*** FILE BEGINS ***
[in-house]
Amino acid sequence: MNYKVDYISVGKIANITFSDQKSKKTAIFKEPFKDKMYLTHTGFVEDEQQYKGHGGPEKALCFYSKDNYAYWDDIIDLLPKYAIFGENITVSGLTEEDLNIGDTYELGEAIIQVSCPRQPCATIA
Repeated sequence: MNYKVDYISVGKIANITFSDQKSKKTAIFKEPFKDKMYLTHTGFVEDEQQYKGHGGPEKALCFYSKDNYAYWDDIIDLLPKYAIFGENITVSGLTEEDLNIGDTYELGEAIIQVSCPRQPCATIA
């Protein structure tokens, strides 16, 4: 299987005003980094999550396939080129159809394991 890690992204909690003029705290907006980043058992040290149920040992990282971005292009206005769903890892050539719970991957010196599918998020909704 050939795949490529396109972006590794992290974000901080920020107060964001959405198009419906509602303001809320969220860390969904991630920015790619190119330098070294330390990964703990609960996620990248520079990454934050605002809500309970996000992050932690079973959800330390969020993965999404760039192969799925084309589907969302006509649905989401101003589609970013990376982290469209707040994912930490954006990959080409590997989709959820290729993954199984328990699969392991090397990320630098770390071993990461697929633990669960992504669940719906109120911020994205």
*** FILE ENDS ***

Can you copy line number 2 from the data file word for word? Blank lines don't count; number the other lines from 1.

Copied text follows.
Amino acid sequence: MNYKVDYISVGKIANITFSDQKSKKTAIFKEPFKDKMYLTHTGFVEDEQQYKGHGGPEKALCFYSKDNYAYWDDIIDLLPKYAIFGENITVSGLTEEDLNIGDTYELGEAIIQVSCPRQPCATIA